Review: Ain’t No Mo’

I was sorely disappointed at the early closing of KPOP, a tightly structured musical that offered freshness, originality and innovative spectacle. Closed before I could even finish a rave review! Perhaps the first musical that made me say “WERQ! LIVING!” Well, I uttered those very same words the following night at the equally fresh and original play Ain’t No Mo’, which, dammit, seemed to be heading for exactly the same fate. Then, luminaries from Tyler Perry to Shonda Rimes stepped in, buying out whole performances, earning the play a week’s reprieve, and dammit, I hope for more.

The premise of the comedy is stated as “What happens if the American government offered African Americans a one-way ticket back to Africa?” Part of the innovation at play here is the structure: it’s a series of comedy sketches that nonetheless are all in service of a single story arc. The tone is also innovative: while this is mostly a wickedly satirical comedy, it can turn tragic on a dime and not be shy about staying there for minutes at a time. One of the songs I was listening to while writing this review, “Drop Dat” by Willie Thee Bawdy, rhymed “books by bell hooks” with “hip hop Mel Brooks” – yep that’s Ain’t No Mo’!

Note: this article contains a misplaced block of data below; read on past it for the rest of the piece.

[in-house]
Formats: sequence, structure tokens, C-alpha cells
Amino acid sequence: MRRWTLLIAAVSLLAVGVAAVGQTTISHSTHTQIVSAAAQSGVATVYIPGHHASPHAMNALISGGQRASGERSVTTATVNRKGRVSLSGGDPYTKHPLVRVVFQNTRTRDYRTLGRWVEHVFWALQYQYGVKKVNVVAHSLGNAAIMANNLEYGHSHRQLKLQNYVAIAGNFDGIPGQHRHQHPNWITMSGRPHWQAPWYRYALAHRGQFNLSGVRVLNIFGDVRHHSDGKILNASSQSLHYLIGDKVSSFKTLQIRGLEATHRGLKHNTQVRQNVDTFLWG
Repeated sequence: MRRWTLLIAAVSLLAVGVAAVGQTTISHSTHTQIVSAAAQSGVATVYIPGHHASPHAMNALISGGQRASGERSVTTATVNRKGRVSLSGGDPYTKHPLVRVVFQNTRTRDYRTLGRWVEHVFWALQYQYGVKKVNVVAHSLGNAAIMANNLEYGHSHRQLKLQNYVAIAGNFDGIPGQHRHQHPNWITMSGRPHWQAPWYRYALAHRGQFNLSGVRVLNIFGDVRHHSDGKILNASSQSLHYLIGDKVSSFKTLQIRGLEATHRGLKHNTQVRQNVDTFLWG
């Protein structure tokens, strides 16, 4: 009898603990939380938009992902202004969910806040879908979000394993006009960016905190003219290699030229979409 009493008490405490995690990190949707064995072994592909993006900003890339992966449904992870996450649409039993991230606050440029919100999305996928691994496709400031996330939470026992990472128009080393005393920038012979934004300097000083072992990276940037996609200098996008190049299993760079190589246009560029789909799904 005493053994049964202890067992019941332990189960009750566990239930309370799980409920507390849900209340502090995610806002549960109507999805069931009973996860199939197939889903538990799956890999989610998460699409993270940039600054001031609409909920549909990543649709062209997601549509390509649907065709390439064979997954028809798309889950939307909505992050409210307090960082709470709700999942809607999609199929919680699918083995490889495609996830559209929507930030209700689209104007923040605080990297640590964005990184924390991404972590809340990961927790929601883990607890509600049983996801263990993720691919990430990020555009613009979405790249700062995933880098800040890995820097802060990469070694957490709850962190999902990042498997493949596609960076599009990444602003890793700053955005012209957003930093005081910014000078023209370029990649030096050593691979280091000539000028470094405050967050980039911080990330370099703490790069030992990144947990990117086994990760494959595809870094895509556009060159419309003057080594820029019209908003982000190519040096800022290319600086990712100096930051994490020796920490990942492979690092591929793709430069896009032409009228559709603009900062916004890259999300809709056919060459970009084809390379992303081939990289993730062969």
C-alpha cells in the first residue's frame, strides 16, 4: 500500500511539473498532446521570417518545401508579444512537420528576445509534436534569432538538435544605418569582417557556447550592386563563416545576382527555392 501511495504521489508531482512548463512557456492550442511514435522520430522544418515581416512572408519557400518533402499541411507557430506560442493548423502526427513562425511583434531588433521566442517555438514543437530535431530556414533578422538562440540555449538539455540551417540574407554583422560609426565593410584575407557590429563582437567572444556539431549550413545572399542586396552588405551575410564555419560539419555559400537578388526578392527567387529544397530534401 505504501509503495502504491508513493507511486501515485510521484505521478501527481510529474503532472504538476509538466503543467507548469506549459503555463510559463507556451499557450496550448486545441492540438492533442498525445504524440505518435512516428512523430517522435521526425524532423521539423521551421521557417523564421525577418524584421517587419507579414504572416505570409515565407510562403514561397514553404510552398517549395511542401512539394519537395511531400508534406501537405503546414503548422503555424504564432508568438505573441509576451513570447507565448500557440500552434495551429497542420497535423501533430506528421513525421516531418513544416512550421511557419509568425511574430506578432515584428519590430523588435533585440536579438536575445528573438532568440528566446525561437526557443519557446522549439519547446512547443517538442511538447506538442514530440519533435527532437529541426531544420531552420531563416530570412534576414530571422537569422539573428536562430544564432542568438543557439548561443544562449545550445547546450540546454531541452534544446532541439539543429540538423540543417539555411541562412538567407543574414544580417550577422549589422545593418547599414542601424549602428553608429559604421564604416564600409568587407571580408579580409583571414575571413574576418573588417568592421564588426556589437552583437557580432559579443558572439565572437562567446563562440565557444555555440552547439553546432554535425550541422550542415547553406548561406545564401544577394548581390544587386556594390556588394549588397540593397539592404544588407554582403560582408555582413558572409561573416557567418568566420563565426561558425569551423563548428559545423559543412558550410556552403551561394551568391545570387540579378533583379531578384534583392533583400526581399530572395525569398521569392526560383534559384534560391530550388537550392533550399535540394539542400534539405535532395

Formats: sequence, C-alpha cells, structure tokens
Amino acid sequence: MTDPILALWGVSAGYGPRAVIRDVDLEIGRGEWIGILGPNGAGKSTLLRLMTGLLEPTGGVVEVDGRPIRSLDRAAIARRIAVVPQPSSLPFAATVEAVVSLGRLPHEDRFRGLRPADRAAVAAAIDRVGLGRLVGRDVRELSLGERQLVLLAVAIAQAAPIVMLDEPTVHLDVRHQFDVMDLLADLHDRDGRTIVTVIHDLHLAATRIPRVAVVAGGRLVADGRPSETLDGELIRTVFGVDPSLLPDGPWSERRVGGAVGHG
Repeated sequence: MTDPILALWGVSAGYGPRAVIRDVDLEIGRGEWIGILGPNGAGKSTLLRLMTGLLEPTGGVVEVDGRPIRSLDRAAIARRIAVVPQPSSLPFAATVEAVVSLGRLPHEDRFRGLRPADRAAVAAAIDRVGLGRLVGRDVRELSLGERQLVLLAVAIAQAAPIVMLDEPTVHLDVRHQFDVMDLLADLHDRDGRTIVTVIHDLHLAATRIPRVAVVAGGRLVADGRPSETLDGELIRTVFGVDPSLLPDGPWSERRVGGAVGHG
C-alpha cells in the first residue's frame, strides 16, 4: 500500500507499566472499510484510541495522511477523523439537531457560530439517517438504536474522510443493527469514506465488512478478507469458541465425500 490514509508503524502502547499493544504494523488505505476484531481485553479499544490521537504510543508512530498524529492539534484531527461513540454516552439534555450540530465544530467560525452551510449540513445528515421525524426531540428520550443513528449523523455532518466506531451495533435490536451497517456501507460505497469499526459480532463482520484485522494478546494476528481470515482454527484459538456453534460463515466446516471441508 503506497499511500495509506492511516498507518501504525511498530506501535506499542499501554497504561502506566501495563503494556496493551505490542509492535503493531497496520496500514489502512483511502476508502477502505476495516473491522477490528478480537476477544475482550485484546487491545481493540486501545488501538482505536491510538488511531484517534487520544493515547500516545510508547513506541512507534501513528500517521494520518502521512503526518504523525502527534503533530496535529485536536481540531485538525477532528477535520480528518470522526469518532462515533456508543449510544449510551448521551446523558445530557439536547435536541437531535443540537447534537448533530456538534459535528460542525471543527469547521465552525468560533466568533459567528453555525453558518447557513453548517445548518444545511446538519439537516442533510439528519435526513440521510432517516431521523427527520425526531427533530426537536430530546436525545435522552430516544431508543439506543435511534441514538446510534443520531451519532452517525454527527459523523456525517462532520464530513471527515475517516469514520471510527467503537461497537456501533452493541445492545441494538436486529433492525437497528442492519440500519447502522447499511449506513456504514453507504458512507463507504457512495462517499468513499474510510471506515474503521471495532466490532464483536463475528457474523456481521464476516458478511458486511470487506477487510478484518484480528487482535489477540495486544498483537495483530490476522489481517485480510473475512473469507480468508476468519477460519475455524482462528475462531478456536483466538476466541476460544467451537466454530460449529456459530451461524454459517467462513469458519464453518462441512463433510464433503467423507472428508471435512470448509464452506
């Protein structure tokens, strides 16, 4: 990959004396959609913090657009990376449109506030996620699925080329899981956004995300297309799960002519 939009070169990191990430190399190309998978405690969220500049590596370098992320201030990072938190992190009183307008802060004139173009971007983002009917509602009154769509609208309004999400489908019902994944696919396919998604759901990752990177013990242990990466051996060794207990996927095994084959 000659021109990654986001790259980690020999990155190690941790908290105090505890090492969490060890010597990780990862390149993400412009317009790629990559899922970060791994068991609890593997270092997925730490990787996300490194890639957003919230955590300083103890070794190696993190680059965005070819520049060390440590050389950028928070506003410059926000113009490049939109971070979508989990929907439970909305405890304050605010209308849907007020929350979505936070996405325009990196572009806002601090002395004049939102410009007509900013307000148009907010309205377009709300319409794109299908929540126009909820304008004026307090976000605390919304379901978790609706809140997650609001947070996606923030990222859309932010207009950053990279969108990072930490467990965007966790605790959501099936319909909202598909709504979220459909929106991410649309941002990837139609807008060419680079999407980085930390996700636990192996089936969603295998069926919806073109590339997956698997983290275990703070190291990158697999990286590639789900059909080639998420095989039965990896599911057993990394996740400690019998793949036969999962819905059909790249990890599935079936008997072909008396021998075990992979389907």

The glue holding the play together is Peaches, the gate agent for the flight taking people back to Africa. When she says the flight number out loud – 1619 (the year the first African slaves were shipped to the colony of Virginia) – it sent a chill up my spine. Mind you, Peaches is played in drag by one Jordan E. Cooper, who is also the playwright, and as such, at 27, the youngest American playwright in Broadway history (there’s a “WERQ!”). We re-visit Peaches several times with increasing urgency (never losing the comic notes) and Cooper delivers whip-smart timing, alternately combining straight up laugh lines and finely graded nuance. And often enough, rage.

The remainder of the cast is very much on Cooper’s level. The costumes are fabulous (I would expect no less from Emilio Sosa), the sets subtle but expressive (I would expect no less from Scott Pask). Run, don’t walk to see this utterly unique and fantastic masterstroke. THE VERY HIGHEST RECOMMENDATION!!

For tickets, click here.

To learn about Jonathan Warman’s directing work, see jonathanwarman.wordpress.com.

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